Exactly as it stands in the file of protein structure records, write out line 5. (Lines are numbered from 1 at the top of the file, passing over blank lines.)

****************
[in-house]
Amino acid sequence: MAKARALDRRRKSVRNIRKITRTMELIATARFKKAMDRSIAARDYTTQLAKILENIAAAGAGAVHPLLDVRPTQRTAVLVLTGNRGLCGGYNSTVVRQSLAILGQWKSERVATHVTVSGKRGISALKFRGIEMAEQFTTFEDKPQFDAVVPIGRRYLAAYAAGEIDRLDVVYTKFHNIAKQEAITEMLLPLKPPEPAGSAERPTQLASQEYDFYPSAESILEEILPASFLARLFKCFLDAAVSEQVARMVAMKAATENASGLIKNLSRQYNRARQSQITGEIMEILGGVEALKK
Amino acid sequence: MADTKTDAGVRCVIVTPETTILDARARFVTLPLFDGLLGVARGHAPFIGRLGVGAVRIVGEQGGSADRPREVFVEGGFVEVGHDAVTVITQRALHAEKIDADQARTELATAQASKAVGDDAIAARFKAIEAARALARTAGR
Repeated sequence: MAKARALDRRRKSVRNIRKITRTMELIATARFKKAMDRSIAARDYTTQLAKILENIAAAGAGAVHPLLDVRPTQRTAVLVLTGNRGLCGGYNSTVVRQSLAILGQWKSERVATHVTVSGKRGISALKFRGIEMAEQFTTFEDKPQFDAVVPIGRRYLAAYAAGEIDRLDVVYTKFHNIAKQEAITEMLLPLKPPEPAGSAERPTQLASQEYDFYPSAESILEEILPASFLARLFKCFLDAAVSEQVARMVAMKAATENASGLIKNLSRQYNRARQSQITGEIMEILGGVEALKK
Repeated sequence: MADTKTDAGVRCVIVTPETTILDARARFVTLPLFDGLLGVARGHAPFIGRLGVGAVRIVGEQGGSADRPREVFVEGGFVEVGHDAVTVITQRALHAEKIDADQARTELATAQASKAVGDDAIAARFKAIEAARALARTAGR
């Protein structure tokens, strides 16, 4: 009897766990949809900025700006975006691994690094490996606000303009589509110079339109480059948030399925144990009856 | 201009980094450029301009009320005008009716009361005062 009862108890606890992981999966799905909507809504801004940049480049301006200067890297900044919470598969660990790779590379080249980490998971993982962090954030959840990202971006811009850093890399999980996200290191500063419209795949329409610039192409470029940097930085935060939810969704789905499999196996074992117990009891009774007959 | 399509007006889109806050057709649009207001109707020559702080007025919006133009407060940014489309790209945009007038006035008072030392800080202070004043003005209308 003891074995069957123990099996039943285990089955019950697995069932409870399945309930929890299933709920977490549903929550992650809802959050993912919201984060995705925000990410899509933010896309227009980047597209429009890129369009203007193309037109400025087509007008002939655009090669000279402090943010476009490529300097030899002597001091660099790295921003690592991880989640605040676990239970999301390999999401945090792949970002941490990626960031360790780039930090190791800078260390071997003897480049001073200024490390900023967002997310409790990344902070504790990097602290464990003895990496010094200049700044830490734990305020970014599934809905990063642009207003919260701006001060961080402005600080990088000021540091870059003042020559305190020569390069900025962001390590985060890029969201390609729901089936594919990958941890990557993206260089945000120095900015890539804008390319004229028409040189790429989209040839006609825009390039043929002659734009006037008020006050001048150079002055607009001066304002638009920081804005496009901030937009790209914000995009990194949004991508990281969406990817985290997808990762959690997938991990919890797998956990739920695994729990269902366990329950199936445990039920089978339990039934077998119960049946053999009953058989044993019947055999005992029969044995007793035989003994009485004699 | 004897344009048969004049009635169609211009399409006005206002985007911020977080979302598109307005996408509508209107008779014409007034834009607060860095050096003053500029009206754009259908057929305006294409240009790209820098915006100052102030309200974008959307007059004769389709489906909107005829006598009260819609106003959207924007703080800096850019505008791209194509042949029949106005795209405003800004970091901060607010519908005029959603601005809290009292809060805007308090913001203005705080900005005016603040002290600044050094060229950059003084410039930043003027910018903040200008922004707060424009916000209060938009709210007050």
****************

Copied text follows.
Repeated sequence: MADTKTDAGVRCVIVTPETTILDARARFVTLPLFDGLLGVARGHAPFIGRLGVGAVRIVGEQGGSADRPREVFVEGGFVEVGHDAVTVITQRALHAEKIDADQARTELATAQASKAVGDDAIAARFKAIEAARALARTAGR